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A far out hike, close into Austin

Lower Falls at Bull Creek

So close, yet so far out…a gorgeous family-friendly hike near to downtown

When most visitors think of Austin, they think bars, music, nightlife. But just as crucial to Austin’s attractiveness as a tourist haven, is its natural setting and opportunities for being immersed in nature while still within the city limits. A great spot for getting away from it all close to town is the Lower Bull Creek Greenbelt in Northwest Austin.

Less than a 20-minute drive from downtown Austin is the trailhead to “Inga’s Trail” at the Inga VanNynatten Memorial Trail & Bull Creek District Park. You will want a car to get here from downtown. Near the intersection of Spicewood Springs Road and 360 on Lakeland Drive is a gravel lot (when you are near the Marquis Apartments entrance, you’re close) where hikers park. Across from this lot is the trailhead marker that will lead you into the greenbelt.

Seasonal waterfalls on Lower Bull Creek Greenbelt.

Along the trails…

After meandering down and over the first creek crossing, you will begin hiking on a rocky incline that will lead you above the creek and offer views on your right. These are sheer drops of 30 feet or so, so watch your footing, but there are great sightings of the creek from this vantage.

After about 15 minutes of climbing up the rocky path (there is the occasional bench for resting), you will pop out into an open field where the distant hills rise up to look slightly like you’re in a different setting, like a hike in a meadow in Colorado. If you are hiking this in summer, it won’t feel like Colorado but the views of the hills are still lovely. If you’re hiking in spring, lucky you, as the wildflowers will be in full bloom.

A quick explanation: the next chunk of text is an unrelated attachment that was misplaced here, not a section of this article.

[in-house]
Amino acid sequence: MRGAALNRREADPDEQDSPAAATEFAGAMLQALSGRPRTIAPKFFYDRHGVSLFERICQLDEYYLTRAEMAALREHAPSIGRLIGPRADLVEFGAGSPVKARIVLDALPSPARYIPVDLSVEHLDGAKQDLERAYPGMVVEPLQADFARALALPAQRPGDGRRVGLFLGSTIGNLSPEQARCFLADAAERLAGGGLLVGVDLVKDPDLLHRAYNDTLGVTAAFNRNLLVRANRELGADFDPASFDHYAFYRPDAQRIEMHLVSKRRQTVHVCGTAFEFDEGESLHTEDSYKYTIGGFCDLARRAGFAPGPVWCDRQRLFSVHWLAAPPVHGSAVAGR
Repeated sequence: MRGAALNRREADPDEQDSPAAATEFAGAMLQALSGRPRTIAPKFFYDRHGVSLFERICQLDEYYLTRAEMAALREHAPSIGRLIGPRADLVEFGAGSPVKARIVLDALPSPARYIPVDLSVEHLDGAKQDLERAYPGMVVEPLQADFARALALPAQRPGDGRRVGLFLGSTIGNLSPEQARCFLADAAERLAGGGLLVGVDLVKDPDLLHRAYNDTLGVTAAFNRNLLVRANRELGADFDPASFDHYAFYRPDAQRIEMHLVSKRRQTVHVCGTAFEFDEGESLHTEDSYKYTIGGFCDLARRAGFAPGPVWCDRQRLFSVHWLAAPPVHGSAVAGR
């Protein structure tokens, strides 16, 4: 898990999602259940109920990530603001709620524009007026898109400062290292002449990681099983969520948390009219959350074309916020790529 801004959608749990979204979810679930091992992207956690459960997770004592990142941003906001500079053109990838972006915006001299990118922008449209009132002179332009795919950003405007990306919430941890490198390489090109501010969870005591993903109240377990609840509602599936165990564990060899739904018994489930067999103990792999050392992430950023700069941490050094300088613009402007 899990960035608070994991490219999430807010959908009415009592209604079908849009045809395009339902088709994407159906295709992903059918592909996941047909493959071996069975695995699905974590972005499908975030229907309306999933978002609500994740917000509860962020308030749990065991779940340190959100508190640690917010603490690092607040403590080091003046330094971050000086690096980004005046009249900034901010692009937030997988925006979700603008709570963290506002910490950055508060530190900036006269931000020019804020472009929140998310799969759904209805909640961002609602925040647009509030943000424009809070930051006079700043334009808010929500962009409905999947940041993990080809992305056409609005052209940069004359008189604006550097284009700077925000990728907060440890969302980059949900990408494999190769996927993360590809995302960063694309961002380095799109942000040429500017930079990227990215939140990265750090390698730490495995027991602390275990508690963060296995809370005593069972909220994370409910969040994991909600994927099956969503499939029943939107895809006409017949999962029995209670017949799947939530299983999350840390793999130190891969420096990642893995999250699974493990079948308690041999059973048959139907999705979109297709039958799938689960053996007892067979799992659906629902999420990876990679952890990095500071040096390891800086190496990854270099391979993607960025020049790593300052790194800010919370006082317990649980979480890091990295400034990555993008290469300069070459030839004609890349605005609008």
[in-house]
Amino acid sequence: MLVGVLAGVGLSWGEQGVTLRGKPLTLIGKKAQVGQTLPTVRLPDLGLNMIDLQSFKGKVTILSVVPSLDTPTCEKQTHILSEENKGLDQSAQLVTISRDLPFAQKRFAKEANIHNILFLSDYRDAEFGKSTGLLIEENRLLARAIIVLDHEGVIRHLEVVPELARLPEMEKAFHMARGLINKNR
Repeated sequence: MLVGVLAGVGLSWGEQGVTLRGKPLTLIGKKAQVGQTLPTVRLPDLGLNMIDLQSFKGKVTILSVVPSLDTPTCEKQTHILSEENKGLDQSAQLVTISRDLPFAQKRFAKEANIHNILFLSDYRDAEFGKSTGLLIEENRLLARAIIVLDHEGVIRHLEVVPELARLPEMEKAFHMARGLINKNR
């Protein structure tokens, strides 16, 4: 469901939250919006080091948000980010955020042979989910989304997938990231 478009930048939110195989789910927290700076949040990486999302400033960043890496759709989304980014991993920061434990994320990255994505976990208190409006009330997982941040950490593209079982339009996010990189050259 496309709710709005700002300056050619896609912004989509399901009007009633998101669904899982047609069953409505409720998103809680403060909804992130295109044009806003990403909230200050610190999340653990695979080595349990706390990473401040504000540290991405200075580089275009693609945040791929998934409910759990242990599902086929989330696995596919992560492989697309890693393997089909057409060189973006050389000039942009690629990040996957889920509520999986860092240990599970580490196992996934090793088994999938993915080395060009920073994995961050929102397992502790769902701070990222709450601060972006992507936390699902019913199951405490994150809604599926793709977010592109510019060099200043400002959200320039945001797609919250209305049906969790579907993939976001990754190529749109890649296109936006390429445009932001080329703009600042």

After about 10 minutes of this landscape, you descend down and to the right to begin meeting back up with the creek. Watch carefully, particularly in summer for poison ivy lunging at you from the wall of foliage. You’re in nature, in Texas (snakes live here), so, watch where you’re going.

At this point, you can hear the water roaring again, and the ground gets muddier as you are nearing the side trail off to the right, leading straight down to the water. You can see it as you walk. Or if it’s summer and overgrown, you can hear it. Follow the sound. You are looking for a muddy side trail to take you down to the creek. If it’s a weekend day, just follow the dogs and their owners. All dogs love the falls.

The Big Reveal…

After hiking for about 20-25 minutes or so, you’ve found the lower falls at Bull Creek Greenbelt. What’s great about this spot, is that you can swim, wade and play in this shallow rock ledge of a water expanse in almost every season. Cold winter days, no. It’s much too cold. But, on warm winter days, you can hike down here to see the change in grasses and trees. In summer, it’s fun to swim and rest in the shallow water. On a hot summer day, by the time you walk back to the car, you’ll have dried off.